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These are the dangers of selling your biometric data

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TrustCloud | These are the dangers of selling your biometric data

Our biometric information, such as iris or fingerprint, are unique traits that can serve as a security barrier in various contexts. However, irresponsible or unconscious use of this data can put us in serious danger, opening the door to frauds and scams. 


n February 2024, it was revealed that WorldCoin, a startup based in San Francisco, was undertaking an ambitious initiative to create a universal identification for all Earth’s inhabitants. Their proposal: offering cryptocurrency payments in exchange for scanning people’s irises, thus creating a global map of human identity. 

While the idea of a universal digital identity may sound appealing in an increasingly interconnected world, the reality is that WorldCoin’s proposal presents serious risks and challenges that should not be overlooked. Analyzing WorldCoin’s experience in purchasing biometric information will give us clues about the risks associated with these practices. 

WorldCoin’s procedure: a controversial exchange 

WorldCoin developed a mobile device called the “Orb” that used facial recognition technology to scan people’s irises. In exchange for this scan, the company offered users an initial amount of their cryptocurrency, called “WLD”. 

The proposal managed to attract millions of people worldwide, especially in developing countries where the promise of an economic “reward” could be more enticing. However, this exchange soon raised serious concerns about privacy, security, and the use of biometric data.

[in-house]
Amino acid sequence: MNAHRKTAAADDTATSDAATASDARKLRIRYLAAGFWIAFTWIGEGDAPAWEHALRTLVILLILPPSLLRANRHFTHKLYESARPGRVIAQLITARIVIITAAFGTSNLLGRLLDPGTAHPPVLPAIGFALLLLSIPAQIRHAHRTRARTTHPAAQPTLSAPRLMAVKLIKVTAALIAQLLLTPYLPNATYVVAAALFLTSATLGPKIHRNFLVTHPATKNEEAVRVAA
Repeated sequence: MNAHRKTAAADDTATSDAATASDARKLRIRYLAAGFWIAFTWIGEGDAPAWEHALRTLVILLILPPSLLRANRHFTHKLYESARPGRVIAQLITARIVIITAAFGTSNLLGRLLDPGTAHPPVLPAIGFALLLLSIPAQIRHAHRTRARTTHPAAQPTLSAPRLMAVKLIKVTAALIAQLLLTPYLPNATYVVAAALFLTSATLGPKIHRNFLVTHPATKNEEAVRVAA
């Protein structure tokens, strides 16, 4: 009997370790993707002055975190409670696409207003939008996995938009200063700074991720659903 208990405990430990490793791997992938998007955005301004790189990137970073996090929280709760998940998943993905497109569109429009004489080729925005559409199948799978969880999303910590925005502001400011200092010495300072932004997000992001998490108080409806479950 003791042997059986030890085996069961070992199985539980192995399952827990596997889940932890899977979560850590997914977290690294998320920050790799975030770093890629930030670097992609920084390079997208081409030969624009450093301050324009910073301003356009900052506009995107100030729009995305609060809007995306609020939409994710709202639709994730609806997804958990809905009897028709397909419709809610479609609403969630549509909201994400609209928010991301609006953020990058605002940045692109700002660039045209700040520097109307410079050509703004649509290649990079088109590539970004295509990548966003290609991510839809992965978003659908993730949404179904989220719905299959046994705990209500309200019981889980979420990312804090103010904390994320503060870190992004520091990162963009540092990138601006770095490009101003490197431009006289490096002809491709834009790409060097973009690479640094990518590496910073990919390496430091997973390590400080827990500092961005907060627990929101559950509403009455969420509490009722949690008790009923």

But why is it dangerous to sell biometric data? Biometric information, such as iris scans, is considered highly sensitive information. Unlike other personal data, like name or address, biometric data is unique and immutable. Once compromised, it can be used to impersonate a person, access confidential information, or even cause physical harm. It can also be sold to large companies that use it for targeted advertising and influencing consumer habits. We could say that handing over our fingerprint or a scan of our iris is like sending copies of our identity document without any filter. 

In the case of WorldCoin, the magnitude of the biometric information collected and the lack of transparency about its use clearly created a scenario of elevated risk. The company defended itself by stating that the data was securely stored and used solely for identity verification purposes. However, they did not provide specific details about what security measures were in place or how they planned to share or use this data in the future. They also did not clarify how long they intended to retain it. 

The surrender of biometric information facilitates identity theft 

Biometric data is unique and immutable, making it an ideal target for cybercriminals. If this data falls into the wrong hands, it could be used to impersonate a person and commit various crimes, such as: 

  • Financial identity theft. With this data, criminals could access bank accounts, credit cards, or even apply for loans in the victim’s name. 
  • Electoral fraud. Biometric data could be used to fraudulently vote in elections or engage in other activities that require identity verification.